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Lavender oil

A glass vial of pure essential oil of lavender

Lavender oil is an essential oil obtained by distillation from the flower spikes of certain species of lavender. Two forms are distinguished, lavender flower oil, a colorless oil, insoluble in water, having a density of 0.885 g/mL; and lavender spike oil, a distillate from the herb Lavandula latifolia, having density 0.905 g/mL. Like all essential oils, it is not a pure compound; it is a complex mixture of phytochemicals, including linalool and linalyl acetate. As of 2011, the biggest lavender oil producer in the world is Bulgaria.[1]


Pure lavender essential oil is produced through steam distillation. This generates a greater amount of oil compared to other methods due to reduction of polar compound loss.[2] Harvest of lavender blooms are typically around June. Lavender flowers are compacted into a still. Fewer air pockets in the still result in greater oil yield. A boiler is then used to steam the bottom of the lavender flower filled still at a very low pressure. The lavender flower pockets containing oil are broken from this heating process and a pipe of cold water is run through the center of the still. The hot lavender oil vapor condenses on the cold pipe with the cold water and is collected into a holding tank where it is allowed to settle. Due to polarity and densities of the water and oil, these two will separate in the holding tank whereupon the water is piped out, leaving just lavender essential oil.[3]


Lavender oil has long been used in the production of perfume.[4]:184–186

Oil of spike lavender was used as a solvent in oil painting, mainly before the use of distilled turpentine became common.[5]

Lavender oil is used in massage therapy as a way of inducing relaxation through direct skin contact for application.[6]

Adverse effects

Lavender oils in soaps, shampoos, and other skin applied medications may cause prepubertal gynecomastia, which is breast development in young boys.[7] This suggests that repeated exposure to lavender oil may promote adverse symptoms and effects. These oils can also result in skin irritation and other allergic reactions when in contact with skin, causing nausea, vomiting, dizziness, and overall bodily discomfort.[medical citation needed]

Consumption of lavender oil in conjunction with other sedatives can lead to detrimental effects on the body. Lavender oil taken with chloral hydrate can cause chronic drowsiness due to exponential buildup of this pharmaceutical sedative.[medical citation needed]


The exact composition of lavender essential oil varies from species to species but consists primarily of monoterpeneoids and sesquiterpeneoids. Of these linalool and linalyl acetate dominate, with moderate levels of lavandulyl acetate, terpinen-4-ol and lavandulol. 1,8-cineole and camphor are also present in low to moderate qualities. In all lavender oil typically contains many more than 100 compounds, although a great many of these are present at very low concentrations.[8]

The composition of lavender essential oil as obtained by chromatography:

Family Composition Lavande officinale
Lavandula angustifolia
Lavande aspic
Lavandula latifolia
Terpenes /
Linalool skeletal.svg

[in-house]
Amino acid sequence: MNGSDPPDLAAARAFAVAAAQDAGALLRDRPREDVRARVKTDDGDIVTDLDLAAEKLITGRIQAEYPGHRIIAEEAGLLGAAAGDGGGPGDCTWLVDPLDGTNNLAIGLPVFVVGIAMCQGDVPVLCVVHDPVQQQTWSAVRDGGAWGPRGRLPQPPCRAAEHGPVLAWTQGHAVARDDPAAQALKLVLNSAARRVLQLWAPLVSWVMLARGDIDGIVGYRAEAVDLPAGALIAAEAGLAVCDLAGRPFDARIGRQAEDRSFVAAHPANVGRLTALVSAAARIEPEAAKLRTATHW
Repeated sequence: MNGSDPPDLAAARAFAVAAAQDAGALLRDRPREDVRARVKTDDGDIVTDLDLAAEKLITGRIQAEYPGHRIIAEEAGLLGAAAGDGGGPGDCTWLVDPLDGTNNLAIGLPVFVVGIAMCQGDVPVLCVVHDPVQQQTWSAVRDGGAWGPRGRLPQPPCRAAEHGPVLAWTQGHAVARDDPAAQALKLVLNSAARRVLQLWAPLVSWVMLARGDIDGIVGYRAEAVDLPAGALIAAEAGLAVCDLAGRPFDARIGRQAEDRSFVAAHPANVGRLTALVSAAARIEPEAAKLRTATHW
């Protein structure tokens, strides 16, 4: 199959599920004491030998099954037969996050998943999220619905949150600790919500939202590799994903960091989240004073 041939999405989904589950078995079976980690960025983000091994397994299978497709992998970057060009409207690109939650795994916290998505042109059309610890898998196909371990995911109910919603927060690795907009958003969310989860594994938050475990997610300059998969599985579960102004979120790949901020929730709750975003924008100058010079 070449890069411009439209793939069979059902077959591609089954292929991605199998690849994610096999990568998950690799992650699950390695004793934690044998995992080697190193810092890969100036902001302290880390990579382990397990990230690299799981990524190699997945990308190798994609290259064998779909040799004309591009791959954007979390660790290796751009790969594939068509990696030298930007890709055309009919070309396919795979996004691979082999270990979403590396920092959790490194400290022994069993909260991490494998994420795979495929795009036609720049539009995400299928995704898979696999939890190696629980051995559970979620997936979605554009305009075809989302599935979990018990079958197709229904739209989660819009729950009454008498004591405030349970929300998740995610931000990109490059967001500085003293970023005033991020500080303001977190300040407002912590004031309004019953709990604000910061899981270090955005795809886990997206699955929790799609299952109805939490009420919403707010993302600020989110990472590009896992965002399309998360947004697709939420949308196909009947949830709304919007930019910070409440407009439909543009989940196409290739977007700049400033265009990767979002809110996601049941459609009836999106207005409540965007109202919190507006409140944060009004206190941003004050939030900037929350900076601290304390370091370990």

28.92 % 49.47 %
α-Terpineol 0.90% 1.08%
γ-Terpineol 0.09%
Borneol 1.43%
Isoborneol 0.82%
Terpinen-4-ol 4.32%
Nerol 0.20%
Lavandulol 0.78%
Terpenes /
Terpene esters
Linalyl acetate.svg
Linalyl acetate
32.98 %
Geranyl acetate 0.60%
Neryl acetate 0.32%
Octene-3-yl acetate 0.65%
Lavandulyl acetate 4.52%
Terpenes /
Myrcene 0.46% 0.41%
α-Pinene 0.54%
β-Pinene 0.33%
Camphene 0.30%
(E)-β-Ocimene 3.09%
(Z)-β-Ocimene 4.44%
β-Phellandrene 0.12%
Terpenes /
Terpenoid oxides
25.91 %
Terpenes /
β-Caryophyllene 4.62% 2.10%
β-Farnesene 2.73%
Germacrene 0.27%
α-Humulene 0.28%
Ketones Camphor structure.png
0.85% 13.00 %
3-Octanone 0.72%


  1. ^ Bulgarian lavender producers worried about demand drop, China Post, 14 July 2011
  2. ^ Masango, Phineas (2005-06-01). "Cleaner production of essential oils by steam distillation". Journal of Cleaner Production. 13 (8): 833–839. doi:10.1016/j.jclepro.2004.02.039. ISSN 0959-6526.
  3. ^ Chanamai, R; Horn, G; McClements, DJ (2002). "Influence of Oil Polarity on Droplet Growth in Oil-in-Water Emulsions Stabilized by a Weakly Adsorbing Biopolymer or a Nonionic Surfactant". Journal of Colloid and Interface Science. 247 (1): 167–176. doi:10.1006/jcis.2001.8110. ISSN 0021-9797. PMID 16290453.
  4. ^ N. Groom. New Perfume Handbook. Springer Science & Business Media, 1997 ISBN 9780751404036
  5. ^ "Solvent", pp 605-606 in The Grove Encyclopedia of Materials and Techniques in Art, edited by Gerald W. R. Ward. Oxford University Press, 2008 ISBN 9780195313918
  6. ^ Fismer, KL; Pilkington, K (2012). "Lavender and sleep: A systematic review of the evidence". European Journal of Integrative Medicine. 4 (4): e436–e447. doi:10.1016/j.eujim.2012.08.001. ISSN 1876-3820.
  7. ^ Henley, Derek V.; Lipson, N; Korach, KS; Bloch, CA (2007). "Prepubertal Gynecomastia Linked to Lavender and Tea Tree Oils". New England Journal of Medicine. 356 (5): 479–485. doi:10.1056/NEJMoa064725. ISSN 0028-4793. PMID 17267908.
  8. ^ Shellie, R; Mondello, L; Marriott, P; Dugo, G (2002). "Characterisation of lavender essential oils by using gas chromatography–mass spectrometry with correlation of linear retention indices and comparison with comprehensive two-dimensional gas chromatography". Journal of Chromatography A. 970 (1–2): 225–234. doi:10.1016/S0021-9673(02)00653-2. ISSN 0021-9673.

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